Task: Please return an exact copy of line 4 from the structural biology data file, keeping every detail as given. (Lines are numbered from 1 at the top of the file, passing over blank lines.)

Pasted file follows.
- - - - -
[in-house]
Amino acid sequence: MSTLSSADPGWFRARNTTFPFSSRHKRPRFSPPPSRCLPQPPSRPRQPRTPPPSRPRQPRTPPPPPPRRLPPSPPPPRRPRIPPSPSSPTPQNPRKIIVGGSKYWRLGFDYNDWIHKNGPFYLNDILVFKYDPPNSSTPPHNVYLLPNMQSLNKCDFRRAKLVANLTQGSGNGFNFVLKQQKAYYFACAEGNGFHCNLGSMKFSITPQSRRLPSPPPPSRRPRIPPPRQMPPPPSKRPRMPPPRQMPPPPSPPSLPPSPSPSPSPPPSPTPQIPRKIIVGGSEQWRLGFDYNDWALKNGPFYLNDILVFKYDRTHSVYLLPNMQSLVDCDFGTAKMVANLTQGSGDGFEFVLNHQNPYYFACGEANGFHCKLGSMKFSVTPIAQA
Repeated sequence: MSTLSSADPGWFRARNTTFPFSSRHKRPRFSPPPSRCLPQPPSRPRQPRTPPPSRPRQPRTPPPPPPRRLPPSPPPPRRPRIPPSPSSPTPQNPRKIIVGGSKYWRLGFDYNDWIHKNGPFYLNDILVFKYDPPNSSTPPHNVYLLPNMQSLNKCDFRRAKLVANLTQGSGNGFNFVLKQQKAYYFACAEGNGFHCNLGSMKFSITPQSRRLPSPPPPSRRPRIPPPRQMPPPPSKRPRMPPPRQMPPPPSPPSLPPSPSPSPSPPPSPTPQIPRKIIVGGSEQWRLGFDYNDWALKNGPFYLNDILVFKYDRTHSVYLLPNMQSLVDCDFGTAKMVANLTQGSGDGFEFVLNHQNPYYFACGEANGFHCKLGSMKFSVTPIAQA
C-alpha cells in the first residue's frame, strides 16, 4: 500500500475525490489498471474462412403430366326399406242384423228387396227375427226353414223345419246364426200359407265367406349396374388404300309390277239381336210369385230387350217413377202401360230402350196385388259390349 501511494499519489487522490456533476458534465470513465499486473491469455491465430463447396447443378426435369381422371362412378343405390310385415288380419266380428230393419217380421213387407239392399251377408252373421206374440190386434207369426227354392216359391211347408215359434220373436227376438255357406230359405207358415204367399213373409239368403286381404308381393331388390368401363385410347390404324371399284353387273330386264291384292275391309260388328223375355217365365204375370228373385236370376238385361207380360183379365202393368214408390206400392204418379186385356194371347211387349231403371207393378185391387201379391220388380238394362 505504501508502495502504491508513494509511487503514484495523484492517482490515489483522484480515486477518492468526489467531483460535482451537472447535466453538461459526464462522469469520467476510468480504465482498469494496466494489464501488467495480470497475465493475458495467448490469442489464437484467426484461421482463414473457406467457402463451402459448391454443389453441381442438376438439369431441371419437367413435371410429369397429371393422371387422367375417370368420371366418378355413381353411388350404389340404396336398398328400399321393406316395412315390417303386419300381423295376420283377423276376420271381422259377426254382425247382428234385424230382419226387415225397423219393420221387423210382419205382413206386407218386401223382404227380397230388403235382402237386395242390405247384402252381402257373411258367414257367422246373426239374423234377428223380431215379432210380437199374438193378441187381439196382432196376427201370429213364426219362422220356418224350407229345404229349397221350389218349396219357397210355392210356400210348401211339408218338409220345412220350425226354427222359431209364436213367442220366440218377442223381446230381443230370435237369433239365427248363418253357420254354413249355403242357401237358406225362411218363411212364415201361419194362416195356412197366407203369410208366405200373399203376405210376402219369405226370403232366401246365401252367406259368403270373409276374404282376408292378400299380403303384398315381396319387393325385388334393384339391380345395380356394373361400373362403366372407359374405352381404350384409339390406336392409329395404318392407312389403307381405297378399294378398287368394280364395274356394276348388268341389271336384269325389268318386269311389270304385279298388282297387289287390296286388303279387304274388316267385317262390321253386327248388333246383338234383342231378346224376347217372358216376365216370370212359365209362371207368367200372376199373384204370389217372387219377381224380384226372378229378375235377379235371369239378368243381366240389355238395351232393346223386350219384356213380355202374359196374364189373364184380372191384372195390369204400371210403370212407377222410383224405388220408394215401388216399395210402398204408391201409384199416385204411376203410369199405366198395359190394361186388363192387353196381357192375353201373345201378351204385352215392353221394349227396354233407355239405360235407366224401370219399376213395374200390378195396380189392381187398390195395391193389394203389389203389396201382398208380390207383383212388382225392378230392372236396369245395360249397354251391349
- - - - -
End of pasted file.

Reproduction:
C-alpha cells in the first residue's frame, strides 16, 4: 500500500475525490489498471474462412403430366326399406242384423228387396227375427226353414223345419246364426200359407265367406349396374388404300309390277239381336210369385230387350217413377202401360230402350196385388259390349 501511494499519489487522490456533476458534465470513465499486473491469455491465430463447396447443378426435369381422371362412378343405390310385415288380419266380428230393419217380421213387407239392399251377408252373421206374440190386434207369426227354392216359391211347408215359434220373436227376438255357406230359405207358415204367399213373409239368403286381404308381393331388390368401363385410347390404324371399284353387273330386264291384292275391309260388328223375355217365365204375370228373385236370376238385361207380360183379365202393368214408390206400392204418379186385356194371347211387349231403371207393378185391387201379391220388380238394362 505504501508502495502504491508513494509511487503514484495523484492517482490515489483522484480515486477518492468526489467531483460535482451537472447535466453538461459526464462522469469520467476510468480504465482498469494496466494489464501488467495480470497475465493475458495467448490469442489464437484467426484461421482463414473457406467457402463451402459448391454443389453441381442438376438439369431441371419437367413435371410429369397429371393422371387422367375417370368420371366418378355413381353411388350404389340404396336398398328400399321393406316395412315390417303386419300381423295376420283377423276376420271381422259377426254382425247382428234385424230382419226387415225397423219393420221387423210382419205382413206386407218386401223382404227380397230388403235382402237386395242390405247384402252381402257373411258367414257367422246373426239374423234377428223380431215379432210380437199374438193378441187381439196382432196376427201370429213364426219362422220356418224350407229345404229349397221350389218349396219357397210355392210356400210348401211339408218338409220345412220350425226354427222359431209364436213367442220366440218377442223381446230381443230370435237369433239365427248363418253357420254354413249355403242357401237358406225362411218363411212364415201361419194362416195356412197366407203369410208366405200373399203376405210376402219369405226370403232366401246365401252367406259368403270373409276374404282376408292378400299380403303384398315381396319387393325385388334393384339391380345395380356394373361400373362403366372407359374405352381404350384409339390406336392409329395404318392407312389403307381405297378399294378398287368394280364395274356394276348388268341389271336384269325389268318386269311389270304385279298388282297387289287390296286388303279387304274388316267385317262390321253386327248388333246383338234383342231378346224376347217372358216376365216370370212359365209362371207368367200372376199373384204370389217372387219377381224380384226372378229378375235377379235371369239378368243381366240389355238395351232393346223386350219384356213380355202374359196374364189373364184380372191384372195390369204400371210403370212407377222410383224405388220408394215401388216399395210402398204408391201409384199416385204411376203410369199405366198395359190394361186388363192387353196381357192375353201373345201378351204385352215392353221394349227396354233407355239405360235407366224401370219399376213395374200390378195396380189392381187398390195395391193389394203389389203389396201382398208380390207383383212388382225392378230392372236396369245395360249397354251391349